Scammers are now using Twitter as their new platform. They use Twitter to lure in individuals looking for customer support, by interjecting themselves into legitimate conversations the customers are having with their Financial Vendors, and offering friendly chatter and a link that directs the customer to a Phishing page designed to harvest their financial credentials.
Who are the targets?
The scammers are focusing on finanical insituations that have interacted with their customers through social media. The attack occurs right after financial companies tweet to their customers. The cyber criminals interact with finanical insituation's customers, their answers vary due to different questions being asked and before they end the conversation, they direct the victim into taking "additional measures".
Who are the targets?
On Twitter, someone – or perhaps a group of people – are following support accounts for large financial institutions and watching their interactions with customers. Depending on the question(s) asked, the scammers respond to the customer (usually after the official account has) and direct them to take 'additional' measures.
Here are two examples of this cybercrime being committed:
NatWest is a large commercial and retail bank in the U.K. A customer who had login problems with their NatWest account was assisted by the NatWest official customer service associate. Two hours after the officicial assist, the scammer directed the customer to a website and asked them to verify their login identity so they could "reset their password".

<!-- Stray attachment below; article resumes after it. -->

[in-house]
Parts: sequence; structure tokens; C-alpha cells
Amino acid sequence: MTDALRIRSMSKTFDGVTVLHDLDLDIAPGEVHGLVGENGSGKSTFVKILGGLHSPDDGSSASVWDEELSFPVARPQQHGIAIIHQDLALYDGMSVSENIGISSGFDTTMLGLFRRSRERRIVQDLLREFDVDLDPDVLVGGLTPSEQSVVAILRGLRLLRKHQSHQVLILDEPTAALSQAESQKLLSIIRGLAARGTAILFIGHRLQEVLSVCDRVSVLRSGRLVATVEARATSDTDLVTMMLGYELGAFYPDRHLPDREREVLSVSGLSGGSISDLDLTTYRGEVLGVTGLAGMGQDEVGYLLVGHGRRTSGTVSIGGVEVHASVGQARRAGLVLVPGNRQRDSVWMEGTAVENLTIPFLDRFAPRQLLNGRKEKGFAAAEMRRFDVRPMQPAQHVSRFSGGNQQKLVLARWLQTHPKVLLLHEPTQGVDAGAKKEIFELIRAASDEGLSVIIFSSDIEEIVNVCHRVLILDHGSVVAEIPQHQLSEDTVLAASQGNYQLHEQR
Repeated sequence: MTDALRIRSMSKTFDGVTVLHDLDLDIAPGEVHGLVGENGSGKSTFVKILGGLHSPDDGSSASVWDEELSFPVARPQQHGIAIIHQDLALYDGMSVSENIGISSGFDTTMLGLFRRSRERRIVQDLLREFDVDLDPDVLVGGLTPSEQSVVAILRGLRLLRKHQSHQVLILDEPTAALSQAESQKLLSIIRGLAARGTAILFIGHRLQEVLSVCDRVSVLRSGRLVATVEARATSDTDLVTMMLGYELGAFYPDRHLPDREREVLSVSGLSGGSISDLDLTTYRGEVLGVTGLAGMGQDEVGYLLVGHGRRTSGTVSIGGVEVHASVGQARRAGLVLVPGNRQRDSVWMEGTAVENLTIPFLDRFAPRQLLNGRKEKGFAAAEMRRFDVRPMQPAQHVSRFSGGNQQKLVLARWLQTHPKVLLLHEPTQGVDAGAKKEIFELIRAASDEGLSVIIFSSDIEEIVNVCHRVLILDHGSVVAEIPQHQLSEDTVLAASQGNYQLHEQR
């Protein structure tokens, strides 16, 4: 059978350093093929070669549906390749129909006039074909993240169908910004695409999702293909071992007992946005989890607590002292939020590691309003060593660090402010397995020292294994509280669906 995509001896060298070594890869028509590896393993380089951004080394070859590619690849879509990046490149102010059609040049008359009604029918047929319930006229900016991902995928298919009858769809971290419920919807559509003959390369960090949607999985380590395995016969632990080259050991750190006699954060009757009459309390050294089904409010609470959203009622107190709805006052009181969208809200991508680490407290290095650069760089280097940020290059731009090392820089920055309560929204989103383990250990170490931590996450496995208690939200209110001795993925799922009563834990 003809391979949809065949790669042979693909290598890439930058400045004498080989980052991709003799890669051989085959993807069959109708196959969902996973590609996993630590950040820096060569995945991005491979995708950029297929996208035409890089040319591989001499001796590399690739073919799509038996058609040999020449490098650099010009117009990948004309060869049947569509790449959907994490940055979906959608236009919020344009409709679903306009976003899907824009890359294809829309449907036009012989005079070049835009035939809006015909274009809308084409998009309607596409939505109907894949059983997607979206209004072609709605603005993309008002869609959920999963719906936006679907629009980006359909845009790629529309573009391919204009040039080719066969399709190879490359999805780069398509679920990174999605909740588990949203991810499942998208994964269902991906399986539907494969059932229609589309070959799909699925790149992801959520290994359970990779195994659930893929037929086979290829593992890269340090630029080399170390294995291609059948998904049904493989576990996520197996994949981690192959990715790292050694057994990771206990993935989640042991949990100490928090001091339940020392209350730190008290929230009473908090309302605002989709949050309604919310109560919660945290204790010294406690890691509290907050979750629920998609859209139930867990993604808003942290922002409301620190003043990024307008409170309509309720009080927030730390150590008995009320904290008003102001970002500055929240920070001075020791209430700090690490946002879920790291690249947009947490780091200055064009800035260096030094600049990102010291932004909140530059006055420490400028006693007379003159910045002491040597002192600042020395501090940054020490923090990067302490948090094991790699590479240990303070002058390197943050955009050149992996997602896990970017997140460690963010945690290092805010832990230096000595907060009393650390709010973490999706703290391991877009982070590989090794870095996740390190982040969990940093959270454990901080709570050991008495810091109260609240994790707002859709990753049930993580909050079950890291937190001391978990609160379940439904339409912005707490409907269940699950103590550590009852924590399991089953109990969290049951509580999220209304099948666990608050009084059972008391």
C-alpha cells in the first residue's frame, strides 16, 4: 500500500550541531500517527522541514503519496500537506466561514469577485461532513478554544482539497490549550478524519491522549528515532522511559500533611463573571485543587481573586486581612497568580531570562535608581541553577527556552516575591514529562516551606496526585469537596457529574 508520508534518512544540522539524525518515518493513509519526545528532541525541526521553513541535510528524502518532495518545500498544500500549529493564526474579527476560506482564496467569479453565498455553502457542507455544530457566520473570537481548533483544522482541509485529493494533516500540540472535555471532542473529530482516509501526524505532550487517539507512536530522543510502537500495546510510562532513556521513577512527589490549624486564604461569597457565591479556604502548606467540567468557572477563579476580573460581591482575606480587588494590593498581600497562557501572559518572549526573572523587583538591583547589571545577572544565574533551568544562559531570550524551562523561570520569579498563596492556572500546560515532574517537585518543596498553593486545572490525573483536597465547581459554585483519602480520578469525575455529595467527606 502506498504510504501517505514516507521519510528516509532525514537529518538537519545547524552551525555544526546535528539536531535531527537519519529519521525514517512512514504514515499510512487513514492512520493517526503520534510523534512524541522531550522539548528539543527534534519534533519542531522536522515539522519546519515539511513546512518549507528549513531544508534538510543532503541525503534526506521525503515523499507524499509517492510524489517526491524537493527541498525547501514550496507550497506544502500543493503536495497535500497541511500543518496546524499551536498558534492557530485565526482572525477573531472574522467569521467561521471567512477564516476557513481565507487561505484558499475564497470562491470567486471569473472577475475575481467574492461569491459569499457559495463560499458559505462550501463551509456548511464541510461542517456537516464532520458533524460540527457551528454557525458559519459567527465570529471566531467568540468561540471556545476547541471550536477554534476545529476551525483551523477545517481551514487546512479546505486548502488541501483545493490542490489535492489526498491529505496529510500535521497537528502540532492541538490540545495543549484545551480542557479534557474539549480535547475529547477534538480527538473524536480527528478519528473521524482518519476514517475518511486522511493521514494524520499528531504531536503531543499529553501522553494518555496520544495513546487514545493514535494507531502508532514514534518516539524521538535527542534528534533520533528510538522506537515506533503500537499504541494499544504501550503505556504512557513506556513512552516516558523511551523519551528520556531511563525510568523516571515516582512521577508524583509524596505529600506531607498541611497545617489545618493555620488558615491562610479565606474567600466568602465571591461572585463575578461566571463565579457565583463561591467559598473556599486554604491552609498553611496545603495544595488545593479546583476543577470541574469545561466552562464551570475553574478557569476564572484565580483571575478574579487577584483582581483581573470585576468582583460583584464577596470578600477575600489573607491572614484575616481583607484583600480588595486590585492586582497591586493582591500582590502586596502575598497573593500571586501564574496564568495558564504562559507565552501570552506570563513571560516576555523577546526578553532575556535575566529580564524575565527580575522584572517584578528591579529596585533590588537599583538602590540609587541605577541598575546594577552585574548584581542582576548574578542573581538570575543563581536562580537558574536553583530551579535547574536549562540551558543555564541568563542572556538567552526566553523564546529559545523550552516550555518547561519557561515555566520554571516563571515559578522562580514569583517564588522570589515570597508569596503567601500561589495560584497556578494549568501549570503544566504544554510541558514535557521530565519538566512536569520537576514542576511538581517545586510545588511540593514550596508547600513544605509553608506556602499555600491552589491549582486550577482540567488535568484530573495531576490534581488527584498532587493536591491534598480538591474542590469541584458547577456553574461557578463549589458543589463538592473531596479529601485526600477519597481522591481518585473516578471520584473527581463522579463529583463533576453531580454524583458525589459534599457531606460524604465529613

The second victim was a customer of a large British bank (Nationwide Building Society). The victim was asking about a special cash back promotion. The customer received an answer back from the Nationwide Customer Service officials, and then the scammers continued the conversation. The attack involved a link requesting the customer to "validate their account" to check their cashback offers.
How is it done?
The scammers interact with unsuspecting customers by making their messages look convincing (social engineering). By using twitter names that seem to mimic the real financial support accounts and adding other variables to make it seem like they're genuine and authentic.
What the banks have done?
The banks continue to send out warnings to their customers.
Ways to prevent this from happening from you!
Don't give out sensitive information to anyone even through verified public channels that seem to have customer service or customer support.
Do not accept URL links. If a URL link is clicked, and you are brought to a fishing page, contact your bank immediately and change all of your log in information.
If your account is hacked, go to the bank right away or make a phone call to the bank as soon as you know and ask what you should do next.
Social media is a great place to contact businesses that meet your personal needs but be wary of any potential attacks such as URL links that require personal log in information.